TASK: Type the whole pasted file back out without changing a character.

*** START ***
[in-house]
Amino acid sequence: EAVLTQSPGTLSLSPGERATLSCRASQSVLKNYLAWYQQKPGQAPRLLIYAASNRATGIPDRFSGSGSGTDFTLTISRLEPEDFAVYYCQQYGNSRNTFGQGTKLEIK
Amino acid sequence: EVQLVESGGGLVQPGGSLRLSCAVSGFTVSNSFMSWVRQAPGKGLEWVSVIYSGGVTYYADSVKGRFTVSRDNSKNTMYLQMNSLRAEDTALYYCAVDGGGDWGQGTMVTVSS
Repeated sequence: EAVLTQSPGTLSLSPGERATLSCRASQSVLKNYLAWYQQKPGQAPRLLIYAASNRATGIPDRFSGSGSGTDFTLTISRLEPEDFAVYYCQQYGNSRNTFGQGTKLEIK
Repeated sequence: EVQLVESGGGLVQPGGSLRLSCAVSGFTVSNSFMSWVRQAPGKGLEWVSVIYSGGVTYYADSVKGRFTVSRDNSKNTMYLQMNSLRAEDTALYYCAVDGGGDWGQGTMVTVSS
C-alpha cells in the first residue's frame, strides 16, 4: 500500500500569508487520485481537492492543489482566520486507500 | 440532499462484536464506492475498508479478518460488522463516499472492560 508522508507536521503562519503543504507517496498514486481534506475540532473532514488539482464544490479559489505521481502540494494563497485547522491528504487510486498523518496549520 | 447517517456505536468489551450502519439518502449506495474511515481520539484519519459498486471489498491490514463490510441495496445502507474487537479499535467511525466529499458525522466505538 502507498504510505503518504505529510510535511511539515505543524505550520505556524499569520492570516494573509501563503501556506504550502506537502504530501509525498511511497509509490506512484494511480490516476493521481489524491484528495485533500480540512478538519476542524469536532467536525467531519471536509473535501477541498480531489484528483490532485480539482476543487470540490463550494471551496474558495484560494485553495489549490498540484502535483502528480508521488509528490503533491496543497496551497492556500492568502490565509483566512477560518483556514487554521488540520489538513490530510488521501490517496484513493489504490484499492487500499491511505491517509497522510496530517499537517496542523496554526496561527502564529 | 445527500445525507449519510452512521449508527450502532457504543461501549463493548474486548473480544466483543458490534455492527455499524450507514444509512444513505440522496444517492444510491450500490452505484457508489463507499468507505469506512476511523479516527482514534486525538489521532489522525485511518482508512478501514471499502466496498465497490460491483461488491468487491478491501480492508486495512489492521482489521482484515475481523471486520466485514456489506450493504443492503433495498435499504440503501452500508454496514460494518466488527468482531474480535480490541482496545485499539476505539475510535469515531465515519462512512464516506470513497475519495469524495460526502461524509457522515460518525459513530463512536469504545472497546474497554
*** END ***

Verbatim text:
[in-house]
Amino acid sequence: EAVLTQSPGTLSLSPGERATLSCRASQSVLKNYLAWYQQKPGQAPRLLIYAASNRATGIPDRFSGSGSGTDFTLTISRLEPEDFAVYYCQQYGNSRNTFGQGTKLEIK
Amino acid sequence: EVQLVESGGGLVQPGGSLRLSCAVSGFTVSNSFMSWVRQAPGKGLEWVSVIYSGGVTYYADSVKGRFTVSRDNSKNTMYLQMNSLRAEDTALYYCAVDGGGDWGQGTMVTVSS
Repeated sequence: EAVLTQSPGTLSLSPGERATLSCRASQSVLKNYLAWYQQKPGQAPRLLIYAASNRATGIPDRFSGSGSGTDFTLTISRLEPEDFAVYYCQQYGNSRNTFGQGTKLEIK
Repeated sequence: EVQLVESGGGLVQPGGSLRLSCAVSGFTVSNSFMSWVRQAPGKGLEWVSVIYSGGVTYYADSVKGRFTVSRDNSKNTMYLQMNSLRAEDTALYYCAVDGGGDWGQGTMVTVSS
C-alpha cells in the first residue's frame, strides 16, 4: 500500500500569508487520485481537492492543489482566520486507500 | 440532499462484536464506492475498508479478518460488522463516499472492560 508522508507536521503562519503543504507517496498514486481534506475540532473532514488539482464544490479559489505521481502540494494563497485547522491528504487510486498523518496549520 | 447517517456505536468489551450502519439518502449506495474511515481520539484519519459498486471489498491490514463490510441495496445502507474487537479499535467511525466529499458525522466505538 502507498504510505503518504505529510510535511511539515505543524505550520505556524499569520492570516494573509501563503501556506504550502506537502504530501509525498511511497509509490506512484494511480490516476493521481489524491484528495485533500480540512478538519476542524469536532467536525467531519471536509473535501477541498480531489484528483490532485480539482476543487470540490463550494471551496474558495484560494485553495489549490498540484502535483502528480508521488509528490503533491496543497496551497492556500492568502490565509483566512477560518483556514487554521488540520489538513490530510488521501490517496484513493489504490484499492487500499491511505491517509497522510496530517499537517496542523496554526496561527502564529 | 445527500445525507449519510452512521449508527450502532457504543461501549463493548474486548473480544466483543458490534455492527455499524450507514444509512444513505440522496444517492444510491450500490452505484457508489463507499468507505469506512476511523479516527482514534486525538489521532489522525485511518482508512478501514471499502466496498465497490460491483461488491468487491478491501480492508486495512489492521482489521482484515475481523471486520466485514456489506450493504443492503433495498435499504440503501452500508454496514460494518466488527468482531474480535480490541482496545485499539476505539475510535469515531465515519462512512464516506470513497475519495469524495460526502461524509457522515460518525459513530463512536469504545472497546474497554